Waiting for the top-two revolution

If you are holding your breath, waiting for the top-two primary to work the revolution the New York Times proclaimed last June after the passage of Prop 14, it’s probably a good moment to inhale. As the Assembly District 4 election showed the other day, the revolution isn’t coming.

Assembly District 4 is exactly where the jungle primary is supposed to do its magic of electing more moderate lawmakers to the Legislature. Centered on the upscale Placer and El Dorado suburbs of Sacramento, it is one of the most Republican districts in the state. According to the theory of jungle primary boosters, Democrats and independents, understanding that a Republican is sure to win in such districts, will sniff out which of the GOP candidates is the more moderate. They will give the moderate Republican their votes instead of “wasting” them on a candidate who more closely shares their views but has no hope of eventually prevailing.

There are two problems with the theory.

First, if voters from the minority party are to sniff out the “moderate” in the race, there has to be one. In District 4, there wasn’t. In the current budget crisis, a Republican “moderate” might be defined as someone willing to vote for Governor Brown’s draconian budget cuts and accompanying extension of temporary taxes in return for pensions reforms and relaxation of business regulations. As far as I can tell, not a single GOP candidate in the field was prepared to vote for Brown’s budget, and certainly not the two well-funded frontrunners, John Allard and Beth Gaines, who vied to prove they were the most conservative.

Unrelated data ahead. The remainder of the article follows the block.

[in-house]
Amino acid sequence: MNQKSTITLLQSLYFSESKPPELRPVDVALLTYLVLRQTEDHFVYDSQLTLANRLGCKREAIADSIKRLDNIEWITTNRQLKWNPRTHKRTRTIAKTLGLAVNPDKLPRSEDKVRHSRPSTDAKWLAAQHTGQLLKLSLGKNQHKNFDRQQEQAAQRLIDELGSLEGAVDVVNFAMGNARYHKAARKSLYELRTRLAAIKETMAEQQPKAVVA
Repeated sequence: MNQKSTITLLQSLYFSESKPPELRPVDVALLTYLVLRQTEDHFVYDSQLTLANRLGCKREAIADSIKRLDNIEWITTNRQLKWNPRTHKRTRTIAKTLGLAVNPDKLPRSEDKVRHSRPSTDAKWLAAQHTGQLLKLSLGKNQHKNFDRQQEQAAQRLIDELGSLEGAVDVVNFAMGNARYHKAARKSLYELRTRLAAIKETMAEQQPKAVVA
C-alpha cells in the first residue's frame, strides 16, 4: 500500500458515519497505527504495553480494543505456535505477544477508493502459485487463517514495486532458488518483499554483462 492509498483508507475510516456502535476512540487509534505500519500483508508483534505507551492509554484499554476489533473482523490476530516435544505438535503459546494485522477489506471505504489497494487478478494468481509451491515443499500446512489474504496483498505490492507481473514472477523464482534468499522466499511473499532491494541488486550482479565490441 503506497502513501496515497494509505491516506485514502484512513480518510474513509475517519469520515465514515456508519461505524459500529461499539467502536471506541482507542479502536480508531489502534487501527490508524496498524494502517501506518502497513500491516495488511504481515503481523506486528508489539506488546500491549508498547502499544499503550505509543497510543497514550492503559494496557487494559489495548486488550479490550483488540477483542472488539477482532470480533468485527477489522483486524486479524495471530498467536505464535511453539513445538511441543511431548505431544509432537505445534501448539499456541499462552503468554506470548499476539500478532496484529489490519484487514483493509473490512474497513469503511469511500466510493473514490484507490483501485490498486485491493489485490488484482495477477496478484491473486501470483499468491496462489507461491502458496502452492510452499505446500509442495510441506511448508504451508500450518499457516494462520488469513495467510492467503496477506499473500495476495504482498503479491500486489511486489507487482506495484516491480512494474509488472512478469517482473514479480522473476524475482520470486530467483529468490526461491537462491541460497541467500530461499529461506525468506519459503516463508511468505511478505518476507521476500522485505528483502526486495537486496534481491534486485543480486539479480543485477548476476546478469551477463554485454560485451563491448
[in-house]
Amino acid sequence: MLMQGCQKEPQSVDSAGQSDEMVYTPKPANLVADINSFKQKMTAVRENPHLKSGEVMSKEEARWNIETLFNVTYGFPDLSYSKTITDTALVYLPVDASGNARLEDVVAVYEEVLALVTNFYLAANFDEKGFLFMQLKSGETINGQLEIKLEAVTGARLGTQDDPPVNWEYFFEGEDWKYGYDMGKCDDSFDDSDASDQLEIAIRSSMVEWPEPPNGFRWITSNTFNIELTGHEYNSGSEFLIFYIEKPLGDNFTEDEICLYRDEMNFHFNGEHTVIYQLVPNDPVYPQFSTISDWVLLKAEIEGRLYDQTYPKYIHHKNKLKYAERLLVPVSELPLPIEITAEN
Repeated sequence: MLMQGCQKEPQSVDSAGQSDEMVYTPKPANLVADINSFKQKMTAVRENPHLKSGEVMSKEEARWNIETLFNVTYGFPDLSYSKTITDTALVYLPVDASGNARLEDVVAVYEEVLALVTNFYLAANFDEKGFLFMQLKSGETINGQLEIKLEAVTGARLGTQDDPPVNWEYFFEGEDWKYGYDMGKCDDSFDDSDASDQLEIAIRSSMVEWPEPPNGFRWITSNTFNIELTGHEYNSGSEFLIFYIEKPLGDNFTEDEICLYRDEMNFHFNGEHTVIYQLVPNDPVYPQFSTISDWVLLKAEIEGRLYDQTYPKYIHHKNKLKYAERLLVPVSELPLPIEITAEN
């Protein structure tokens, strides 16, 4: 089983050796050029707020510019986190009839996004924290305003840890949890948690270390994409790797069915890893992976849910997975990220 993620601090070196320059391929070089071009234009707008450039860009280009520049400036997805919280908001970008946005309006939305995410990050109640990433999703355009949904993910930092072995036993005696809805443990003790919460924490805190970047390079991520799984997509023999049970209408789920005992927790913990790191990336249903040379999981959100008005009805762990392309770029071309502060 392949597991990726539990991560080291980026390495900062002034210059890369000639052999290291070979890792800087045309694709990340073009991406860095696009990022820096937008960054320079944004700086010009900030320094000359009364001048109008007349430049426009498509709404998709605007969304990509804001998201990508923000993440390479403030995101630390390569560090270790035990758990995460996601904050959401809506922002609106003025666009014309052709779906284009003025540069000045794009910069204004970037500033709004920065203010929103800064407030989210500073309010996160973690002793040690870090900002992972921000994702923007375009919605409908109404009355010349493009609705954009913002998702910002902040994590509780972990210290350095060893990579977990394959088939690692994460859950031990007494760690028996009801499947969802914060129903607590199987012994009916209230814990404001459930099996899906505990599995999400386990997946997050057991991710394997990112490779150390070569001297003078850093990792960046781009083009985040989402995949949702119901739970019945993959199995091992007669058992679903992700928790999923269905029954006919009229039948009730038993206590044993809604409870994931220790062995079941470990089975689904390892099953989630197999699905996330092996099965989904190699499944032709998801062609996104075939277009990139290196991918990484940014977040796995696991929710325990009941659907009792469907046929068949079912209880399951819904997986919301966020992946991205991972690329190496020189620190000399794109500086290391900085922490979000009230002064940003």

Second, even if there were a moderate majority-party candidate to vote for, it’s not clear that many minority-party voters are willing to put aside their partisan views to vote for a second-best candidate. Without running a campaignThe Democratic candidate in the District 4 election won a plurality of votes in the March 8 election, his vote percentage almost exactly matching Democratic registration. He will likely get almost the same vote share in the May runoff, when Gaines, the second-place finisher, will take the seat.

“I will join the Taxpayer Caucus on my first day in the Assembly and look forward to working with them to protect California’s taxpayers from tax increases and extensions,” Gaines, wife of state Sen. Ted Gaines, wrote on FlashReport the day after the election.

Yes, that jungle primary is a real game-changer.